Be careful out there.
The stock market rally that started in March 2009 – the one that’s taken us out of the Great Recession and to new highs, the one that’s driving sentiment indicators of people who benefit from rising financial assets directly, peripherally, or because they hope all boats rise with the market – that rally has never been loved.
The thing is, equity markets don’t need love to go twice as high from here, or three times as high in the next 20 years. If they get what else they need, they’ll keep going higher.
We could be on the verge of a generational bull market. That’s if deficit-plagued, interconnected global sovereigns deleverage and, at the same time, re-capitalize middle and rising classes by making “recourse-sound” capital available and simultaneously reconstituting entirely the notion of taxation.
Too bad the likelihood of that happening is somewhere between slim and none.
That’s one reason why I’m an increasingly “reluctant” bull.
But there’s another reason too.
The other reason I’m increasingly reluctant is because governments have been running their printing presses non-stop.
What will happen if they don’t stop?
What will happen if they do stop?
Besides printing on account of deflationary fears, printing money globally to keep up with the Federal Reserve’s massive quantitative easing experiment has been necessary to offset the Fed’s intended consequences to depress the U.S. dollar.
Everyone wants to export their way out of slow growth. The U.S. is no exception.
But printing money, in an articulated policy, to pump up asset prices (which benefit from low interest rates), a depressed dollar that benefits exports, and positive overseas revenue translations, has been fueling asset price inflation for five years. It’s also been leading a beggar-thy-neighbor campaign. Neither of those are sustainable.
When stimulus slows – or if it stops being effective – we’ll see whether there’s sufficient global growth and fiat trust to avoid deflation.
That’s what central banks worry about – Deflation – a lot more than asset bubbles.
Deflation is not coming in the way most people think about it – at least not at first.
The deflation that’s coming first is coming to financial assets.
That’s what I worry about. I worry about asset bubble deflation.
I worry that we’re now 10% above where stocks (as measured by the Dow Industrials) were at their 2007 peak. That just means we’ve made back all those credit crisis and Great Recession losses (theoretically) and may have started a new bull market.
And a 10% up-leg doesn’t impress me when it’s built on leveraging a zero interest rate policy.
So we just had a better-than-expected jobs report where 204,000 people landed jobs instead of the 120,000 analysts expected? So what if the previous two months saw slight upward revisions?
The unemployment rate still went up. Not down.
The labor participation rate fell by 0.04% (to 62.8%) in October. That’s the lowest rate since March 1978. It means fewer people are looking for work. More people are disenfranchised.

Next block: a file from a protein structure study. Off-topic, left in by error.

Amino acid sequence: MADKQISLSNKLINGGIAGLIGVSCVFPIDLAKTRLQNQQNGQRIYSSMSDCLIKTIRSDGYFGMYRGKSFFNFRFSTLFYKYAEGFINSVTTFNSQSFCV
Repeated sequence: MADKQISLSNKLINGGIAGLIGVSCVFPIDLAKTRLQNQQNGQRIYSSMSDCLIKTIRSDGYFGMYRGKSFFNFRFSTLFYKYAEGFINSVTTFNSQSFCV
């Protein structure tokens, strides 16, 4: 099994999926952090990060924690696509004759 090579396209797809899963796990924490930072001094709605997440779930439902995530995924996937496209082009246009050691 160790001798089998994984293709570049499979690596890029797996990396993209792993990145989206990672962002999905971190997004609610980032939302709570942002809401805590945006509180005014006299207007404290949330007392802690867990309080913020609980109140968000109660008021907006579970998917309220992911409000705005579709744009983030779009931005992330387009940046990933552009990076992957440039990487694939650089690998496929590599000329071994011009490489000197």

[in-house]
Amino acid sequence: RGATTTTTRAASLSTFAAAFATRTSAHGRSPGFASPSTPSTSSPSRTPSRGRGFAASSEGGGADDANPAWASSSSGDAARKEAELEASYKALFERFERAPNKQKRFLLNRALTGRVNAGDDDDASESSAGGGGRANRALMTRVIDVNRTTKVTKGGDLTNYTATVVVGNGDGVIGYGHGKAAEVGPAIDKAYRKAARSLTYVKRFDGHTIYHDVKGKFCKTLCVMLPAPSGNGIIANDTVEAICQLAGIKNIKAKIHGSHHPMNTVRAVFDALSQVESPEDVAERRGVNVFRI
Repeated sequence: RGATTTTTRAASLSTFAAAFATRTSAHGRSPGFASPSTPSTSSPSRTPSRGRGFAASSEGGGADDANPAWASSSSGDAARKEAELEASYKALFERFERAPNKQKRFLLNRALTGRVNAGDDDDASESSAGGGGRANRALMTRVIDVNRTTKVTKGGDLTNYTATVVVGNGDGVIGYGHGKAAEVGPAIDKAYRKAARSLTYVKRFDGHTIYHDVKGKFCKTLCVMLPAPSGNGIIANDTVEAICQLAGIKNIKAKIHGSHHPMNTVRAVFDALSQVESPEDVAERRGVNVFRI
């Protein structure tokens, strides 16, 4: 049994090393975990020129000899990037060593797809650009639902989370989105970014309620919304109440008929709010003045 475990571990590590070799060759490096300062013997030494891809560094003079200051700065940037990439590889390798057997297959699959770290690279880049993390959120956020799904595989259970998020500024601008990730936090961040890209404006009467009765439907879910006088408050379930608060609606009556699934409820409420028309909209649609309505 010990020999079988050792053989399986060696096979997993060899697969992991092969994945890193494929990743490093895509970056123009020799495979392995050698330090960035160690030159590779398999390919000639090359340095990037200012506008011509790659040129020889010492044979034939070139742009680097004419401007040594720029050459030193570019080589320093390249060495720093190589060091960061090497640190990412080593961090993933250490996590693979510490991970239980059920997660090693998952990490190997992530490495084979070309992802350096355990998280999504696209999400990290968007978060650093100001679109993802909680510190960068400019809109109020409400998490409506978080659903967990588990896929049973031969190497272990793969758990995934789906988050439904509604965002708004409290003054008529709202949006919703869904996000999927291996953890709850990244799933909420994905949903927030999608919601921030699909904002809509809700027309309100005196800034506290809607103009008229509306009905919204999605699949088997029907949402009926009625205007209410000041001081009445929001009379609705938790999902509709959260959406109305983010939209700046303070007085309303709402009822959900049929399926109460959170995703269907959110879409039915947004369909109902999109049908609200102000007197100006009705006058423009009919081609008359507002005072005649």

Speaking of analysts’ revisions, so what if 70% of half the companies in the S&P who’ve reported earnings for the third quarter beat analysts’ expectations? They all lowered them after last quarter to make them easier to beat. And they’re lowering them again now because CEOs are guiding future expectations down again.
These days, revenues are rising a lot slower than earnings, it they’re rising at all. Which begs the question, if the rate of change of revenue growth slows and earnings growth from buybacks (which by some measures could have added 40% to rising prices), productivity gains, and cheap debt financing slows down, aren’t stocks fully priced? What’s left for them to feed on?
So what that consumer sentiment is rising with stock prices? It’s been rising because of rising home prices too. How many stocks and how many homes do most people own? Oh, that would be a lot fewer than before the housing bubble broke and stocks crashed.
So what if volatility is at historic lows and seemingly resting comfortably there? That goes hand in hand with margin debt being at record levels.
It’s all just one big party as long as there’s punch in the bowl and revenue to feed profits.
And that’s where we are. We’re at the intersection where asset price inflation (driven by stimulus) meets the real economy’s ability to produce goods and services to sell to people who can afford them, as opposed to being redistributed to them.
Tapering, when it comes, will be scary. Not that it’s coming soon. But it is coming.
That’s good news. Because there’s going to be plenty of time, maybe a few more quarters if we’re lucky, to get sufficiently defensive and put on strategic short positions. Do that now, just in case global growth isn’t there to augment the soon-to-be-diminishing returns of quack-itative easing.
The market has upward momentum. We’re going into the holiday season where spending picks up. There’s a better than even chance if the market moves higher a lot of institutional managers will buy up the winners to window-dress their fourth-quarter and full-year returns. It’s unlikely that Helicopter Ben will slow down QE right before he leaves office next year. He’ll let his successor make her own policy decisions. Why would Ben risk wrecking the rally that he engineered when he’s on his way out the door?
Over in my patch, we’re adding selectively to positions that pay nice dividends, and we’ll be happy to add more to those positions if the market falters. We’re playing in the hot technology patch, and we’re starting to put on some defensive positions in the Capital Wave Forecast portfolio too.
You don’t have to love this market, but you do have to be in it. And you have to understand that, love it or hate it, the market can’t go up in a straight line forever.
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